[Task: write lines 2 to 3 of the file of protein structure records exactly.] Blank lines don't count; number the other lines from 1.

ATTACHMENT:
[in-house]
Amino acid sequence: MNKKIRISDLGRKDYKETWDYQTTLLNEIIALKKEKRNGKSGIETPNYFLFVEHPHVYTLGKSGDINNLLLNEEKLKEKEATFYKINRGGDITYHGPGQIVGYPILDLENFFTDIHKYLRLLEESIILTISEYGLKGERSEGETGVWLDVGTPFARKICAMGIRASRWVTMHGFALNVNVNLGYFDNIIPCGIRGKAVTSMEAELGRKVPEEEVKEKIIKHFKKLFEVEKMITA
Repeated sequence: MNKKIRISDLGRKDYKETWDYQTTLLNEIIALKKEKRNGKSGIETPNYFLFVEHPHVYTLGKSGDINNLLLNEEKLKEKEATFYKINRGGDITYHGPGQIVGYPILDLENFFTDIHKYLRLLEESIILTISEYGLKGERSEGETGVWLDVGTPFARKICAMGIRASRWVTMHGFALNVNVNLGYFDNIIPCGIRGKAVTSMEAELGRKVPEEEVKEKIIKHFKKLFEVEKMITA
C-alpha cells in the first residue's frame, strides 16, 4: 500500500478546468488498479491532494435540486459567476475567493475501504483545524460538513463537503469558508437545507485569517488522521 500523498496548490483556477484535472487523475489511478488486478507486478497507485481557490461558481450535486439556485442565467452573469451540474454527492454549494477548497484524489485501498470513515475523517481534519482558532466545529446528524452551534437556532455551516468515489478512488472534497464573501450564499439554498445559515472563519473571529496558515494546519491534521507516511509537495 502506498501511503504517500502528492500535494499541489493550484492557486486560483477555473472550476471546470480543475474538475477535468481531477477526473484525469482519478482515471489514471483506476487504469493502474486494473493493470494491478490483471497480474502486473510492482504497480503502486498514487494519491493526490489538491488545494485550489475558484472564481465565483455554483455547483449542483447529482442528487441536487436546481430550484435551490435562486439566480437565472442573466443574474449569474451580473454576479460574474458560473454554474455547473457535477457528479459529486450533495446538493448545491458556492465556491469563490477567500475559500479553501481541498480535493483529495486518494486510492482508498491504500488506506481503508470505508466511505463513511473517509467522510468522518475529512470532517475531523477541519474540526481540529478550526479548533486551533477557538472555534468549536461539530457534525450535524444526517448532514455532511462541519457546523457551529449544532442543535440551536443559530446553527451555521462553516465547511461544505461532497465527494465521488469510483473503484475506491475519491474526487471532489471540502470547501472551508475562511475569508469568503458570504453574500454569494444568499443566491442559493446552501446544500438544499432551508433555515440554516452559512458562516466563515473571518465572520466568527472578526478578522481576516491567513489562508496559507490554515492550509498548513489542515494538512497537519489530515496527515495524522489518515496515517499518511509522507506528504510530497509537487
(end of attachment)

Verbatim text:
Amino acid sequence: MNKKIRISDLGRKDYKETWDYQTTLLNEIIALKKEKRNGKSGIETPNYFLFVEHPHVYTLGKSGDINNLLLNEEKLKEKEATFYKINRGGDITYHGPGQIVGYPILDLENFFTDIHKYLRLLEESIILTISEYGLKGERSEGETGVWLDVGTPFARKICAMGIRASRWVTMHGFALNVNVNLGYFDNIIPCGIRGKAVTSMEAELGRKVPEEEVKEKIIKHFKKLFEVEKMITA
Repeated sequence: MNKKIRISDLGRKDYKETWDYQTTLLNEIIALKKEKRNGKSGIETPNYFLFVEHPHVYTLGKSGDINNLLLNEEKLKEKEATFYKINRGGDITYHGPGQIVGYPILDLENFFTDIHKYLRLLEESIILTISEYGLKGERSEGETGVWLDVGTPFARKICAMGIRASRWVTMHGFALNVNVNLGYFDNIIPCGIRGKAVTSMEAELGRKVPEEEVKEKIIKHFKKLFEVEKMITA